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Classic Cars

Classic Cars June 2021

Classic Cars is the original classic car magazine. It defined the world of classic motoring 40 years ago and still does it today. Every issue is put together by our team of classic car experts and enthusiasts. Using the best expert writing and photography, the magazine helps you experience what it's like to drive, keep and restore the classic cars of days gone by. We bring the stories and people behind the cars to life - showing you how to buy, keep and enjoy your cars. Every issue of Classic Cars is packed with: - Road tests - Drive stories - Expert buying advice - News and events coverage Classic Cars is the original classic car magazine.

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Country:
United Kingdom
Language:
English
Publisher:
H BAUER PUBLISHING LIMITED
Frequency:
Monthly
$7.41
$57.62
12 Issues

in this issue

28 min
painless classics

There’s no avoiding the fact that some classic cars can spring nasty surprises on their owners. Design flaws, sometimes irrelevant when new, can conspire to make ownership a never-ending reliability headache decades down the line. Patchy spares availability can put a classic off the road for years, consigning it to neglect and decay for want of some elusive part. Complex mechanical assemblies, their maintenance beyond the realm of home mechanics, spell wallet-wilting bills at specialists that many owners will ignore. The result can end up sitting dead in the driveway, an expensive monument to a reckless moment of financial oversight. Well, this feature is all about what some might consider impossible. Painless classics. Cars which - be it as a result of design when new, large- scale support as classics, or…

4 min
cleaning up after a pagoda party

The W113 Mercedes SL, or Pagoda as most prefer to call it, has fallen in value quite substantially. In 2017/18 dozens of international dealers and restorers paraded a beauty contest of amazingly restored examples priced at £250k (and more) but the market couldn’t get its head round the concept of ‘The quarter-of-a-million- Pagoda’ and values slid back. But now might be a good time to reconsider those perfect, mint W113s because many are now back on the market for between £100k and £150k – which will be what they cost to restore. The recalibration of Pagoda prices means that there’s some serious value in those mint, chequebook restoration cars that now need nothing. ‘There’s some serious value in restored minters’ In March 2021, Silverstone dispatched an early ’64, UK-supplied 230SL manual –…

5 min
sports and show in sydney

Aunique Delage designed to win both races and concours continued to fulfil its creator’s wishes by scooping Best in Show at the 2021 Sydney Harbour Concours. Elsewhere, the event celebrated the career of Sir Jack Brabham and 60 years of the Jaguar E-type, and saw an array of freshly restored Seventies supercars take their concours bow. Delage D6-70 Special Recently returned to its original 1936 specifications in an exacting restoration, this Delage D6-70 Special took the Prix d’Honneur for Best in Show. ‘How fitting – Louis Delage originally commissioned Joseph Figoni to design and build it to be capable of winning both the 1936 Le Mans 24 Hours and a Concours d’Elegance,’ said owner John Lawson of the Figoni et Falaschi-bodied fixed-head coupé. The Delage proved its endurance at the concours too, by…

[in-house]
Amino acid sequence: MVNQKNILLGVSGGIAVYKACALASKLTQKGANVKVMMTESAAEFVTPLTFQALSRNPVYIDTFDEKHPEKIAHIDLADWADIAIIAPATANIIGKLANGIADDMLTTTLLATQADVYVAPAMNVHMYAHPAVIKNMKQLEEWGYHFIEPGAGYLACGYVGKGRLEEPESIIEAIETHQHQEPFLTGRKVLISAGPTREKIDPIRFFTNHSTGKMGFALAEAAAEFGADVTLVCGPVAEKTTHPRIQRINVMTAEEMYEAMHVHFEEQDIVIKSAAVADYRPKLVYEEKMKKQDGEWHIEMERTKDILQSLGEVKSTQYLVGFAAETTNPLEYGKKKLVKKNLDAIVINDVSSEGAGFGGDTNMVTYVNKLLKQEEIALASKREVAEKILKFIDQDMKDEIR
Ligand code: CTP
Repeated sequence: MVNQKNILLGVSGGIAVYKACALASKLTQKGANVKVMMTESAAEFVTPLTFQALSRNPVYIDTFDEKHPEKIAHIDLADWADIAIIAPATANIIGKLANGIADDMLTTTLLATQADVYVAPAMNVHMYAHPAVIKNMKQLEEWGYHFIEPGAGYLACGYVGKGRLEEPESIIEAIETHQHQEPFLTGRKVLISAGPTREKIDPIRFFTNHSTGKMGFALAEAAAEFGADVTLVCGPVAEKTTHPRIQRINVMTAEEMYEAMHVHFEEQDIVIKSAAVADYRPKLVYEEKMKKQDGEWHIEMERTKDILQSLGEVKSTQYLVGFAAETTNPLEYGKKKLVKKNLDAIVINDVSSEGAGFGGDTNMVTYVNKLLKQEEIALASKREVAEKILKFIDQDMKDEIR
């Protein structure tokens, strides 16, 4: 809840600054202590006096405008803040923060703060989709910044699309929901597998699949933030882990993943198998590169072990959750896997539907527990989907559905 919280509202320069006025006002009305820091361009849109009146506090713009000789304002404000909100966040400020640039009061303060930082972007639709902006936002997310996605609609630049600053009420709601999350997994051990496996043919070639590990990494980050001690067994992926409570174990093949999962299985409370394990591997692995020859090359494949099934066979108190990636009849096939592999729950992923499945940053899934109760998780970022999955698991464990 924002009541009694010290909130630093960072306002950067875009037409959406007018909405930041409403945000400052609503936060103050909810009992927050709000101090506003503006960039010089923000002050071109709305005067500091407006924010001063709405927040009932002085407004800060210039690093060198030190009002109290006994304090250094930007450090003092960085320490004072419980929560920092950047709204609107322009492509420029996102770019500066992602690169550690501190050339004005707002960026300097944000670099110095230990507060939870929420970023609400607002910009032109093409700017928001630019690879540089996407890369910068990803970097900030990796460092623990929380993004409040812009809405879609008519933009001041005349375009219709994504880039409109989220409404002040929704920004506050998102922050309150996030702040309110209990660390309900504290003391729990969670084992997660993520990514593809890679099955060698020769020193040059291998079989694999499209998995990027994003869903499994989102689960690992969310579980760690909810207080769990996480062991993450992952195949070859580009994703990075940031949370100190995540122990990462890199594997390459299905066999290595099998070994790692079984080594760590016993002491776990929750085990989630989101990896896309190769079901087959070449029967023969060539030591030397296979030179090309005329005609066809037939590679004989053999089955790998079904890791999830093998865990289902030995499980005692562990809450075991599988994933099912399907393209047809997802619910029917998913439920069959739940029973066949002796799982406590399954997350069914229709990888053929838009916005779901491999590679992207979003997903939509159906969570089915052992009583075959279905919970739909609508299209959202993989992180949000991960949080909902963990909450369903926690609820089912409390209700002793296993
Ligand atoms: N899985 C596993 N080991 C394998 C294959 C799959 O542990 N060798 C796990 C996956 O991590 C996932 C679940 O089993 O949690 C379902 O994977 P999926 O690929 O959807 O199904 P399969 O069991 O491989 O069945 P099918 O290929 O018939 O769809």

3 min
1967 fiat dino coupé £59,995

The previous owner of this Dino was apparently both a driving enthusiast and a perfectionist, which shows in its condition. He covered 20,000km across Britain and Europe and maintained the car meticulously. It’s stunning to look at and drives well. The metallic grey bodywork shows no stonechips or corrosion, and it has clearly seen frequent underseal treatments over the years. The alloy wheels are unmarked and wear Michelin tyres with deep tread all round. The chrome brightwork and badges are all in great shape and the plastic parts are also good, as are the imposing front grille and quad headlamps. The Dino has been well used but doesn’t show it. The black vinyl seats are excellent, showing almost no wear or flattening of the foam. The carpets don’t have much wear either,…

1 min
five jobs to avoid

Replacing a windscreen Taking the screen out and refitting it following paintwork or a headlining replacement can be manageable, but as soon as something is different - repairs to the screen aperture or a new screen - it can all get very scary… especially when you have to start forcing it. Windscreen fitters know the limits of what the glass can take, so let their experience show. Removing the heater ‘Remove car from heater’ is what it should say in the manual. It’s like burrowing to the centre of the Earth, only with more broken dash fixings and seized hose clips. Do you like lying in the footwell with your feet on the headrest? Do you like doing it all over again when the leak reappears? If not, pay someone else to suffer. Repairing…

2 min
‘if you want ferrari pace at a porsche price, the lotus is your car’

Looking back without hindsight Even with four cylinders, the Lotus Esprit always held its own alongside more muscular competition. Lighter than any rival, its small engine packed with F1-derived technology, it was exotic on its own terms. But had the Seventies’ oil crisis not intervened, it would have had a V8. In 1996, a V8 engine - a 3.5-litre twin-turbo unit that would also see service in GT1 racing - finally arrived in the new Lotus Esprit. Its £58,750 price tag made it a direct rival to Porsche’s £56,495 993 Carrera 2. But in spirit, its closest nemesis was clearly the £88,965 Ferrari F355, darling of the motoring press and Hollywood alike. Could the new Lotus outgun them both? In June 1996 CAR decided to find out with a Northumberland blast. The first…